Jerry West Opens Up About His Life - WVU Football, WVU Basketball, News - Mountaineer Sports

Jerry West Opens Up About His Life


Jerry West is many things to many people. He is a basketball legend at West Virginia University. He is a legend in Los Angeles. He is the NBA Logo. He is also a human being.

"I'm just hopeful that people, when they read this book, will realize I am a flawed person, period," West stated.

West met with the media prior to a question and answer session as part of the David C. Hardesty Jr. Festival of Ideas. West discussed his new book, West by West: My Charmed, Tormented Life.

"That was an extremely difficult book to write," West said, "But something that I think should have been written because there are some lessons in there for people who have lived a life like I have lived."

West did not enjoy his childhood. He used basketball as an escape from his troubles at home. West's book certainly surprised some of his family.

"One of my sisters wrote me a note saying I didn't even know my brother," West said. "It's pretty sad when you are in a house and nobody knows who you are. Growing up where you are afraid to go home is not a fun thing."

West is not the typical great player you see today. He remains very humble, very thankful for the life he has led and cares deeply about the truth.

"I think sometimes you get tired of people embellishing who you are, not really knowing who you are," West stated. "I have had some incredible things said about me in my life as an athlete, some pretty raw things. I'm sure this book is going to illicit both good and bad and frankly I don't give a damn. I know who I am. I know who I want to be and I wish I could have been a different person."

West learned at an early age how to have the desire to be the best at anything he did. However, according to West, fatherhood was not something he excelled at.

"I have two families. One of them I am real proud of," West said. "As a father, when I was playing, I don't think I had any idea how to be a father. I had a routine in my life for 18 years and it started at West Virginia University. I had a routine and if I varied it in any way, shape or form I thought I was breaking a cardinal rule. Looking back at those days, maybe I didn't know how to be a father because frankly, I didn't have a father. I regret that. I really do regret that."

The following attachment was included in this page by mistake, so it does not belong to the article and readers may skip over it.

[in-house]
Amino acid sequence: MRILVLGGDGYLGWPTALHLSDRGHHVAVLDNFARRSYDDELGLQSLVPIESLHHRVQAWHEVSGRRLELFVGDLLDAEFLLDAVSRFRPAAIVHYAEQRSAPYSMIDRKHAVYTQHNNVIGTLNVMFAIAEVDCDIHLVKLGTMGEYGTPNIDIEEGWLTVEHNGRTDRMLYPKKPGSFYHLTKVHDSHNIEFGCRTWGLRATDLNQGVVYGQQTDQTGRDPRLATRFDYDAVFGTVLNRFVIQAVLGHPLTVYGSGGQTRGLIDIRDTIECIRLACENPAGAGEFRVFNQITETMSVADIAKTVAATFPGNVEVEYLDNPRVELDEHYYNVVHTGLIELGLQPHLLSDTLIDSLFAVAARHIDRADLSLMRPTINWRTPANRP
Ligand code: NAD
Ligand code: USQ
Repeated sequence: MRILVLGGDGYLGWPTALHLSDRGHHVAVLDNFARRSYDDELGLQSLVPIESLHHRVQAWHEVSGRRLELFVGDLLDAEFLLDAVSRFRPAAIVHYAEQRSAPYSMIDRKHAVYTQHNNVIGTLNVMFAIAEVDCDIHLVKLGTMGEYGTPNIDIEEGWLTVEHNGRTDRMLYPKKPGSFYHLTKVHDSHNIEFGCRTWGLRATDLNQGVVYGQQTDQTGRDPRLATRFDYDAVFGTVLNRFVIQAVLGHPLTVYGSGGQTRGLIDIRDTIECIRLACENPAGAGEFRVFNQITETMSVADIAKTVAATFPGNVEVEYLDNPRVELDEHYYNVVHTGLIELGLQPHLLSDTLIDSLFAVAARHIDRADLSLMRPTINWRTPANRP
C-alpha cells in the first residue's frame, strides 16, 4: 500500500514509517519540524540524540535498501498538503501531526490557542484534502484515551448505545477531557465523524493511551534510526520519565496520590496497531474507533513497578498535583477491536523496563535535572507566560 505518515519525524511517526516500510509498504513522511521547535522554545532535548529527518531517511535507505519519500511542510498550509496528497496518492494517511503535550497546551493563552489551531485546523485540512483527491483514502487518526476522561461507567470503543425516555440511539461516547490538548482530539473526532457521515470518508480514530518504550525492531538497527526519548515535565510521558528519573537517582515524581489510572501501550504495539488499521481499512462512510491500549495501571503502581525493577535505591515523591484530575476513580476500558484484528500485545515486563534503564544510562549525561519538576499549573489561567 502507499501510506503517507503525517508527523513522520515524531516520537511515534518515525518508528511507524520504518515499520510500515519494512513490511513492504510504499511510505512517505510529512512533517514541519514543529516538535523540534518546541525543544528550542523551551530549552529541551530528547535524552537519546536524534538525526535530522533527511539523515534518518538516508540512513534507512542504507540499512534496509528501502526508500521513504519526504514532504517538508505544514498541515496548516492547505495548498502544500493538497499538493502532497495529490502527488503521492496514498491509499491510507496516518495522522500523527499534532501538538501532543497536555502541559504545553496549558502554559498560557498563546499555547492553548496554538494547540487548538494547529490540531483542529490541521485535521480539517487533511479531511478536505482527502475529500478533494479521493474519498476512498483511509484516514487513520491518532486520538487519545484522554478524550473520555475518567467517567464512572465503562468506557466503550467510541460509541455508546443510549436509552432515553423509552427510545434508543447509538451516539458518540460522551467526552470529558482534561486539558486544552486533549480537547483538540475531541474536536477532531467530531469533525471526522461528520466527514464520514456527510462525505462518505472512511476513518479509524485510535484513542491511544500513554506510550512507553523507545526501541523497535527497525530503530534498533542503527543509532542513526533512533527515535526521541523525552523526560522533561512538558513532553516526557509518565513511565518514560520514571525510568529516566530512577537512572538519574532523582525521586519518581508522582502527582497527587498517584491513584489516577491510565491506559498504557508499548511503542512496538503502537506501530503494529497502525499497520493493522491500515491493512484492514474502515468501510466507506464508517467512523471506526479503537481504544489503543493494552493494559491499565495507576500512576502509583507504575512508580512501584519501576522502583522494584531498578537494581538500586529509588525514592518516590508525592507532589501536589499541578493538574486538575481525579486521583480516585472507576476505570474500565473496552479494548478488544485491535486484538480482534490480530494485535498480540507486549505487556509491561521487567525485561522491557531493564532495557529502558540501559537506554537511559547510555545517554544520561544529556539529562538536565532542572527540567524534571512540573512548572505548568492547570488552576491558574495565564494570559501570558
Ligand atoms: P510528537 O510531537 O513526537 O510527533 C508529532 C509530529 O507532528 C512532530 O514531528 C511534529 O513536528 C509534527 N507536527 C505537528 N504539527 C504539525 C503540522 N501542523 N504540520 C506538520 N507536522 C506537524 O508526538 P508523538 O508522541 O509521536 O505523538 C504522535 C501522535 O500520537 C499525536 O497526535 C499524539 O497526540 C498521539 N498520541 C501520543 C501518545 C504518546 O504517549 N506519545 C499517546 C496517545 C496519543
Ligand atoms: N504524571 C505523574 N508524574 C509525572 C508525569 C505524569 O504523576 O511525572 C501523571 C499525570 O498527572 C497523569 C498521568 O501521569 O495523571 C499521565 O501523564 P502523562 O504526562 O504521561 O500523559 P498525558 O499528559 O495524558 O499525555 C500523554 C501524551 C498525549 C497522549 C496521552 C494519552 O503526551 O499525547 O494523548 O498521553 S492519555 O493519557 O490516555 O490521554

Another regret West discussed was not taking up coaching. He admits that he was not ready to be a coach once his playing days were over.

"My personality would never let me be a coach," West said. "Even though I had a wealth of knowledge to impart on kids. I disliked myself so much. I didn't know how to treat myself let alone kids who were there to learn and obviously try to live their dreams."

West definitely took the road less traveled. He lived a rough childhood. West found relief from it by playing basketball. That eventually led him to West Virginia University and the rest is history. But it was not the straightest, easiest road to travel.

"Have you ever seen a stray dog walking down the street?" West asked.  "If someone goes over to it, depending on how it was treated, it will either react with a bark or wag its fanny and all it wants is to be recognized or patted. At times in my life I felt like a stray dog."

West is no longer a stray. He says he understands his purpose in life. West wants to give back and that is the reason he wrote the book.

"I certainly wouldn't do something like this for money," West said. "I am fortunate enough to never write something that wouldn't be true anyway. There are a lot of things I have hidden in my life that I know a lot of us have experienced and frankly, don't want to talk about it. I have been the most blessed person in the world, yet I haven't really enjoyed a lot of the ride. That's for sure."

Do you want to get to know Jerry West better? This book will give you the background to what made him the player and person he is today. West wants to caution potential readers that it is not a fun book to read.

"I would love to say it is a light and cheery book, but it is not," West said. "It's serious."

A serious book for a man with serious hopes for youngsters in West Virginia.

"I would hope that for every West Virginia kid that they would think big, have goals and please have a vivid imagination."

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